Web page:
Top Players of MMF in India

The textile industry of India covers all the segments of MMF based textile value chain i.e., from fibre / filament manufacturing to cut & sew operation of final products. India is the second largest producer of polyester fibre globally with presence of large plants having state-of-the art technology and presence of large companies such as  Reliance Industries, Bhilosa Industries, RSWM limited, Sanathan Textiles pvt. ltd., Nimbark Fashion ltd., Nirlon, SRF,JBF Industries and more. India occupied a share of 8% in global polyester fibre production in 2014. The polyester based textile value chain of India beyond fibre can be divided into organized and unorganized sectors. The unorganized sector primarily consists of small and medium scale units which normally focus on only one process (e.g., weaving or knitting, processing etc.). On the other hand, organized sector units have large, more integrated or composite type production capacities and normally focus on multiple processes (e.g., spinning, weaving or weaving and processing etc.).

Reliance is the world’s largest Polyester Staple Fibre manufacturer with the modern manufacturing plants using leading process technologies and located in various parts of India. They are able to offer a complete range of staple fibres and tow specially designed for Woven, Knitted and Non-woven. Their finest variety of innovative specialty Recron staple fibres and tow offers great value to customers and desired functional requirements to satisfy the ultimate consumers.

Bhilosa Industries on the other hand is the India’s first polyester industry and today is synonymous with leading companies for the best and quantitative Polyester Yarn manufacturing in India. Bhilosa has built two huge plants at Rakholi and Naroli in Silvassa powered by modern technology, equipment and systems. It has automated packing lines for finished product which ensure uniform textured yarn packing, automated material movement and machines equipped with air jets from world leaders for making specialised ROTO yarn in fine and coarse denier.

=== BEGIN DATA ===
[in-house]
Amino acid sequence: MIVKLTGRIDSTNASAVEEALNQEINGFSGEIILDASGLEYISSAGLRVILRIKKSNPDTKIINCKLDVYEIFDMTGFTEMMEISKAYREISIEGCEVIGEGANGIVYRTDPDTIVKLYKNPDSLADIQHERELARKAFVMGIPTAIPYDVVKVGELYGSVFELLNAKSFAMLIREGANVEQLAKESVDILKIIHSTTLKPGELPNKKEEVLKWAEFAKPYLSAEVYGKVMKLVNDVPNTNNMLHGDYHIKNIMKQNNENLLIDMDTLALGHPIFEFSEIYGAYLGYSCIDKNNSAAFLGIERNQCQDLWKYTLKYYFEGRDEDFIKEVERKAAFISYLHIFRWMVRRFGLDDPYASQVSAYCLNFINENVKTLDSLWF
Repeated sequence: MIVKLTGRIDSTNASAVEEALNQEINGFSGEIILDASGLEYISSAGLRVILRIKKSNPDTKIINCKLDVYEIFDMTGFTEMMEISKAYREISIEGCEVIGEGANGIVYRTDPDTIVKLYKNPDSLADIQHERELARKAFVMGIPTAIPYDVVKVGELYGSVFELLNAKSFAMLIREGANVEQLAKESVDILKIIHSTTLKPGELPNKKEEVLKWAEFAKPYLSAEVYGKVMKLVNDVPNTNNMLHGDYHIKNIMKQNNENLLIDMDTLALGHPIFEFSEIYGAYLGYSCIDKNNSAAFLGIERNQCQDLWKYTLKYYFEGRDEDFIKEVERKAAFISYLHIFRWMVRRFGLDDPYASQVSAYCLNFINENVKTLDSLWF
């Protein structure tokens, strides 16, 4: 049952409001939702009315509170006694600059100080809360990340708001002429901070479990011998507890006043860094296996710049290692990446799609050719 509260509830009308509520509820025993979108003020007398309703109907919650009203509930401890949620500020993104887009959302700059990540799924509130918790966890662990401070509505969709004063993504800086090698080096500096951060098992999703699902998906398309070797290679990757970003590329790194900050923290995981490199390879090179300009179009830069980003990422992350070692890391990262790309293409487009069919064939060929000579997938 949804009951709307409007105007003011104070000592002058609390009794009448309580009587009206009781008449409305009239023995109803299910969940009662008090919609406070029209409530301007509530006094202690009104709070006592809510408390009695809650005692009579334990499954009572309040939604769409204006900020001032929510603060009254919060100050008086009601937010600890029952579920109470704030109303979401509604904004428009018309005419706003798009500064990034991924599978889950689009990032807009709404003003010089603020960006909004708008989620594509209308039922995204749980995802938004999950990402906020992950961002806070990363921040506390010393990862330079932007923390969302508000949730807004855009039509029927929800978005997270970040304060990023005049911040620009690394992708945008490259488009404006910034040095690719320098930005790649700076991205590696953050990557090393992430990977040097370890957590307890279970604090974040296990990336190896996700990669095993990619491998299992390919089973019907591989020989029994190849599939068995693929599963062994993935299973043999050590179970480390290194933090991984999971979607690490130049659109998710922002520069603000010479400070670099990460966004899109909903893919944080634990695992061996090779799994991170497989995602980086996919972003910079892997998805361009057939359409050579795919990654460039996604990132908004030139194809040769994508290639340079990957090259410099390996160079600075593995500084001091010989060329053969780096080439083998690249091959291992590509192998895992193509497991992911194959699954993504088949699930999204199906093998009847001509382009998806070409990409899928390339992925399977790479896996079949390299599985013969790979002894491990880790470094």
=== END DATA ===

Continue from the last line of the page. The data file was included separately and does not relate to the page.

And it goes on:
Aditya Birla Group, a trusted name in staple MMF  is considered to be the best in Regenerated Cellulosic Man Made Viscose Fibres (MMF) and also their brand Birla Cellulose is highly considerate about sustainability.  They offer Birla Viscose-a regenerated cellulose fibre made from wood pulp, Birla Modal-second generation in man-made cellulosic fibres that is a distinct viscose fibre genre having a higher wet modulus and satisfies a minimum value of tenacity in the wet stage at 5% elongation. The other noticeable fibres are Birla Spunshades which are coloured, man-made cellulosic fibre where pigments are injected into the viscose dope before the fibre is spun and cut and Birla Excel which has an wonderful lustre, fluid drape, luscious hand feel and pliability to the fabric. Different hand feels are achievable with fabrics made from Birla Excel fibre, as it has a unique propensity to fibrillate at the surface forming micro fibrils, which can be controlled or accentuated. The Aditya Birla Group includes varied products such as men’s trousers, shirts, denims, knitwear, Women’s wear and uniforms and also home textiles.

Madhusudan Group is well established conglomerate in textile industry and has business presence in yarn air texturising and yarn dyeing, weaving, fabric processing and value addition. Madhusudan Rayons Pvt. Ltd. (yarn division) specializes in fancy type air textured polyester yarn. It has highly advanced Aiki and SSM air texturing machines with production capacity of 750 tonnes per month of fancy type yarns, catering to a wide variety of high quality fabrics. There is also a yarn dyeing plant with dyeing capacity of 500 tonnes per month. In the weaving sector, it manufactures polyester synthetic fabrics for suiting, shirting, sarees for ladies, ladies dress materials, embroidery fabrics, and home textiles. It has high quality and extremely efficient Picanol Rapier looms and Tsuda Koma Waterjets producing exclusive quality fabrics.